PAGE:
Shel Silverstein

Draw a crazy picture,
Write a nutty poem,
Sing a mumble-gumble song,
Whistle through your comb.
Do a loony-goony dance
‘Cross the kitchen floor,
Put something silly in the world
That ain’t been there before.

Kathleen Adams

In this brave and necessary work, Donaleen Saul stares straight into the pain of losing a loved one to suicide. Equal parts memoir and self-help journal guidebook, the story is compelling and the writing prompts are sensitive and artful, gently guiding the reader/writer through the layers and complexities of this very particular grief. For all the broken-hearted who ask themselves the unanswerable questions, Did You Know I Would Miss You? brims with compassion, wisdom, hope and eventual healing.

Carola O’Brien

To put it plainly, you could not do better than Donaleen Saul. She is unbelievably thorough. Since this was the first of my books she was editing, she took the time to read my previous book to understand the rhythm of how I write.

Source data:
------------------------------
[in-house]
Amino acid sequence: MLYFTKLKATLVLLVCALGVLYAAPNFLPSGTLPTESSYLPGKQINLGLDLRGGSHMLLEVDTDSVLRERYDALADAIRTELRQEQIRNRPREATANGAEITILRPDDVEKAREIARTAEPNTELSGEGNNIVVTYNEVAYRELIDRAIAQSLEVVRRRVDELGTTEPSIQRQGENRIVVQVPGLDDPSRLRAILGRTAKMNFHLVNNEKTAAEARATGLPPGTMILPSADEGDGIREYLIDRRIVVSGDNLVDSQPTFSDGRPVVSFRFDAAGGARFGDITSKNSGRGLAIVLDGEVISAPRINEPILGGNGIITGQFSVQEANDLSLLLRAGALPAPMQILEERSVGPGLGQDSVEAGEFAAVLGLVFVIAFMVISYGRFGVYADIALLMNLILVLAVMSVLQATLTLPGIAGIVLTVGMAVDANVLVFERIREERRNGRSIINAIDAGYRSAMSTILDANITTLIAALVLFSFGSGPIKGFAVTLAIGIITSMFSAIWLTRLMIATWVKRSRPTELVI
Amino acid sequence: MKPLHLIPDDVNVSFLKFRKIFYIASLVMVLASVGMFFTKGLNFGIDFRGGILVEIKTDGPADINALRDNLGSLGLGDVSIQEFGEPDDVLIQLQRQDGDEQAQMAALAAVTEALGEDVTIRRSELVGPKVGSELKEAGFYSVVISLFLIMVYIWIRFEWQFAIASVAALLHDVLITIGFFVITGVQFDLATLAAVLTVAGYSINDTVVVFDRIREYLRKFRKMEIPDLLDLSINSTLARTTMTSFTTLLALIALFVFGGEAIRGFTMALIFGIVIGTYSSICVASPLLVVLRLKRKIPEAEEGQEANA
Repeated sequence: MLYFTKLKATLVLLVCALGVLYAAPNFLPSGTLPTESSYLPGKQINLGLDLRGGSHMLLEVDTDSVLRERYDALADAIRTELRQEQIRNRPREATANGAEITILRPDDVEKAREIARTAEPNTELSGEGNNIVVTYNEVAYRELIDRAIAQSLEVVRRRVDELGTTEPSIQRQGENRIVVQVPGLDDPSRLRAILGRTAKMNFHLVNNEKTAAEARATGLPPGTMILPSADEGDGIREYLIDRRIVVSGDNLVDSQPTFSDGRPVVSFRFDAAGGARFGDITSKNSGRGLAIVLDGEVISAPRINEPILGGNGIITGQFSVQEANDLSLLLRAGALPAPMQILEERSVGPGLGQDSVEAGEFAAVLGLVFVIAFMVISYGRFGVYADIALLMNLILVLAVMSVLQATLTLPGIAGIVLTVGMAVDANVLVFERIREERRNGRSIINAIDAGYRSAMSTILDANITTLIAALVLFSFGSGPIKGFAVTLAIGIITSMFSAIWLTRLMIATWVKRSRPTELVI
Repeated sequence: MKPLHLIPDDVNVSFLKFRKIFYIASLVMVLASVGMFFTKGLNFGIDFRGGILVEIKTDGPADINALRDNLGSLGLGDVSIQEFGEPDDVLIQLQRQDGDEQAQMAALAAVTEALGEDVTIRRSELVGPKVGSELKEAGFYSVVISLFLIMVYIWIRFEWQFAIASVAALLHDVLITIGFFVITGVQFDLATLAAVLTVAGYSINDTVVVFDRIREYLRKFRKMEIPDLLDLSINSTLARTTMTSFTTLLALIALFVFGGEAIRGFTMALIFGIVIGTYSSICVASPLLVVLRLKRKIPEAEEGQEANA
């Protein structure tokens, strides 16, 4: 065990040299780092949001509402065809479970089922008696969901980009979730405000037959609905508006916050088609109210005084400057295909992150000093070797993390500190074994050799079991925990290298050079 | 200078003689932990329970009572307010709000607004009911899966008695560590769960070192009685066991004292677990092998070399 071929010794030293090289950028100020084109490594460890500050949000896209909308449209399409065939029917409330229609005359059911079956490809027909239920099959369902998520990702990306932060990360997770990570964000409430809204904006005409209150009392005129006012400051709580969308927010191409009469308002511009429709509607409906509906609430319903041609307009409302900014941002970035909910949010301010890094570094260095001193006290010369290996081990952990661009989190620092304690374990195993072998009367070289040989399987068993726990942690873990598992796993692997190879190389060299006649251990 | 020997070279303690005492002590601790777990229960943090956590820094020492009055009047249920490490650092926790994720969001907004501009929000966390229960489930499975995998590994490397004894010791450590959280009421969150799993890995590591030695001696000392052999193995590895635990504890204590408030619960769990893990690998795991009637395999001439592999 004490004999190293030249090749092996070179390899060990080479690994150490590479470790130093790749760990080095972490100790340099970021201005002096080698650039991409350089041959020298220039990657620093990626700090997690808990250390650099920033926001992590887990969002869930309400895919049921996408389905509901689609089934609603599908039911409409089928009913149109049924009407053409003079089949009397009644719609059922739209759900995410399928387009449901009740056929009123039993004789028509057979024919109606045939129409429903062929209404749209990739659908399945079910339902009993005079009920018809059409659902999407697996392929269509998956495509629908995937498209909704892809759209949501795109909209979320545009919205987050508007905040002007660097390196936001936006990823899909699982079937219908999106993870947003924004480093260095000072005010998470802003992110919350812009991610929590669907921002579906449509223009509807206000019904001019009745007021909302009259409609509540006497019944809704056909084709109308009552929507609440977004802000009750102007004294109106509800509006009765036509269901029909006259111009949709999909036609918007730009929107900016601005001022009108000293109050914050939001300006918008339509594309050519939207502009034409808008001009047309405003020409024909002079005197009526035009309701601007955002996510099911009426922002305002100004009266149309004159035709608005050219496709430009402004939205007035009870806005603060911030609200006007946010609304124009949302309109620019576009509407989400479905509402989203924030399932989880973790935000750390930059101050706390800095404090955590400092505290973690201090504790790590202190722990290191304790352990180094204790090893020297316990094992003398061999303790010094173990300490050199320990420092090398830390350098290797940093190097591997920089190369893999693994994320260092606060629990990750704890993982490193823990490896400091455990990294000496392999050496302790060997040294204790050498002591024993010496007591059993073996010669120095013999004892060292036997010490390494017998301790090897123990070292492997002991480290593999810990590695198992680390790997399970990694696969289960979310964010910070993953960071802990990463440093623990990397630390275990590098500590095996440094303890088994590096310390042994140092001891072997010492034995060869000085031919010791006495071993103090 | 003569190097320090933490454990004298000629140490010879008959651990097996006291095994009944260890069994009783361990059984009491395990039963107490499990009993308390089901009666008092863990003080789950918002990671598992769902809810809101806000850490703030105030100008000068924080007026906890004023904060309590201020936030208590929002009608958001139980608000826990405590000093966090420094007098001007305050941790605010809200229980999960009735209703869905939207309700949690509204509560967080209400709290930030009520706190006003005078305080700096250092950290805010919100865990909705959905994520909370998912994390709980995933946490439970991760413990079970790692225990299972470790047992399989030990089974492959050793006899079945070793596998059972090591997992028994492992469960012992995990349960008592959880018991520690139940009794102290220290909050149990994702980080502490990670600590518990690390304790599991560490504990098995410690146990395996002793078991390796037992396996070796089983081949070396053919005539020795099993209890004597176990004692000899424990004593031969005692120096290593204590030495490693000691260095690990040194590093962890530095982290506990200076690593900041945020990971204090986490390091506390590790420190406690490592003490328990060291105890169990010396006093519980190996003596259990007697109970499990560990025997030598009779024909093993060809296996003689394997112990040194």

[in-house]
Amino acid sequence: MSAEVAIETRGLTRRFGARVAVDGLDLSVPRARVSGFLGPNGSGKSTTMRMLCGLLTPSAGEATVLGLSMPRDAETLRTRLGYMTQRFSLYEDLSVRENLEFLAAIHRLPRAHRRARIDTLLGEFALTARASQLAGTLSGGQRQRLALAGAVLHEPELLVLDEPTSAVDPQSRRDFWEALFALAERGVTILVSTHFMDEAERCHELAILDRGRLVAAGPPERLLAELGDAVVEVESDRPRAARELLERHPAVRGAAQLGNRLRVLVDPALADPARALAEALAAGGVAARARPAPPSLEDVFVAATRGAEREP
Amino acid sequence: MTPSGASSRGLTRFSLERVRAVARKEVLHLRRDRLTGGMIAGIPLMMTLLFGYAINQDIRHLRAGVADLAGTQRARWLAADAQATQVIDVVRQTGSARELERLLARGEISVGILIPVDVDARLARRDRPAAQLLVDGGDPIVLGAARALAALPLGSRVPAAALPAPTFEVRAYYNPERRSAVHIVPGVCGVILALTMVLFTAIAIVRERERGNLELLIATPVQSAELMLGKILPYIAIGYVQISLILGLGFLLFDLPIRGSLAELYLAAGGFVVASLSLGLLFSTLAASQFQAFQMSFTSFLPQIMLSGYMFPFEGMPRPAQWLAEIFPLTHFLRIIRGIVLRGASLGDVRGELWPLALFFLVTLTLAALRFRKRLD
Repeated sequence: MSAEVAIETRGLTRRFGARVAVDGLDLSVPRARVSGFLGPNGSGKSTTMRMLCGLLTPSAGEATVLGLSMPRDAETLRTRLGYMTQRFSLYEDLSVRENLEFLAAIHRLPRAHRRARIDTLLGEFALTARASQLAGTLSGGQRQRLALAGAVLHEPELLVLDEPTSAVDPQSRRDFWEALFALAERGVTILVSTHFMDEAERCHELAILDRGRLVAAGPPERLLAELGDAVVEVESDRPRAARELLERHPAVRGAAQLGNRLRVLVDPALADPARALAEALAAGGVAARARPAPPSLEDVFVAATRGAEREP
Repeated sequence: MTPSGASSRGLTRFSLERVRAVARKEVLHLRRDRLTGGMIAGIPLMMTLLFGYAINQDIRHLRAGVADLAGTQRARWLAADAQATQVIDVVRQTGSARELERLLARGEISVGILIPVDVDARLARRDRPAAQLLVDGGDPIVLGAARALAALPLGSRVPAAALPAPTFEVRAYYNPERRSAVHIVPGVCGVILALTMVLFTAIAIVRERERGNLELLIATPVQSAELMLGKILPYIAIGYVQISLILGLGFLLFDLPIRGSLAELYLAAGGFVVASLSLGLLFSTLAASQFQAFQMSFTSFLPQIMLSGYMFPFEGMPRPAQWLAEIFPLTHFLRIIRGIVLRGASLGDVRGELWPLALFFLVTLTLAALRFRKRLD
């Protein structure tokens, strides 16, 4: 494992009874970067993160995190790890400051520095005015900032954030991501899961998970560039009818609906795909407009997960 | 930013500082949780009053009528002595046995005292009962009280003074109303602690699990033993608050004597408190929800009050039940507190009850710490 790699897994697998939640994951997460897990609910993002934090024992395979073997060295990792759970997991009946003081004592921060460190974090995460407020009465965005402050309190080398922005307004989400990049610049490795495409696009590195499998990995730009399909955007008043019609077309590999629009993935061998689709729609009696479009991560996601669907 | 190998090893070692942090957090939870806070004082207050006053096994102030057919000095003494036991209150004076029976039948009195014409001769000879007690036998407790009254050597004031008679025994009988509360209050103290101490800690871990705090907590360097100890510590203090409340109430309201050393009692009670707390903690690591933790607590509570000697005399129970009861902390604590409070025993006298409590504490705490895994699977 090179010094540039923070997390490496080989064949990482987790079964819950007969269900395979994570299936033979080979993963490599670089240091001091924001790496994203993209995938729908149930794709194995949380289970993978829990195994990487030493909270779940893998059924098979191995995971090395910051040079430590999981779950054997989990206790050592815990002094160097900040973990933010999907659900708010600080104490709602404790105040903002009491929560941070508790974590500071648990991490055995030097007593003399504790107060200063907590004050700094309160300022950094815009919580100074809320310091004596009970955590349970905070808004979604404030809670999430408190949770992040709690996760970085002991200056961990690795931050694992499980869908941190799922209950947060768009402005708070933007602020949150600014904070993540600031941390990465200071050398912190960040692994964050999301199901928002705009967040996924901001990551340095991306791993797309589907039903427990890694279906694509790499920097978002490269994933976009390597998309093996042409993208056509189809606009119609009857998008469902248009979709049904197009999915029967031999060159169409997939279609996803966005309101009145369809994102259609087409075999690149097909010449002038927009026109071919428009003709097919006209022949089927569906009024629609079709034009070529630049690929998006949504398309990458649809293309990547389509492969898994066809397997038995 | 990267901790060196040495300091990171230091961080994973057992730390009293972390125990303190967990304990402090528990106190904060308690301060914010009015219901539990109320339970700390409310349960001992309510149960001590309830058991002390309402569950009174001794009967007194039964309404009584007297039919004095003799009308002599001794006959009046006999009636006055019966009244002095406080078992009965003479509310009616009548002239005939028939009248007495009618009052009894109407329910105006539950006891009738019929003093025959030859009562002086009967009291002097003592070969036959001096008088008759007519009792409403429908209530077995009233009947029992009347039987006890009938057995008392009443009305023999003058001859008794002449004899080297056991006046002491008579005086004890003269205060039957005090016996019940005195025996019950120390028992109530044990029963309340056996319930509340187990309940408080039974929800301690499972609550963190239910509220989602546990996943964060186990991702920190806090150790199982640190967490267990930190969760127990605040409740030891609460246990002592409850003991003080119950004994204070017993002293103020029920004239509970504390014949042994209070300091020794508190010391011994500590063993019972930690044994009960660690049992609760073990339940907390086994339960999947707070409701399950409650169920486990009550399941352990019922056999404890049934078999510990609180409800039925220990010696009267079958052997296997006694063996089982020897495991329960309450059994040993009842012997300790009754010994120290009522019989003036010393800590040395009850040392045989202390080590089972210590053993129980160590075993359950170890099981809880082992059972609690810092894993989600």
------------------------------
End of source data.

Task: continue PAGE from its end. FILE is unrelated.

W.O. Mitchell

Do not quit. You see, the most constant state of an artist is uncertainty. You must face confusion, self-questioning, dilemma. Only amateurs are confident…be prepared to live with the fear of failure all your art life.

Doris Lessing

Doris Lessing, winner of the 2007 Nobel Prize for Literature, fiercely resisted the media’s label of “feminist cult figure” for her seminal work, The Golden Notebook. She also declined the award, Dame of the British Empire. “Where is this British Empire?” she inquired politely. I’m inspired by her words, “Think wrongly if you please, but in all cases, think for yourself.”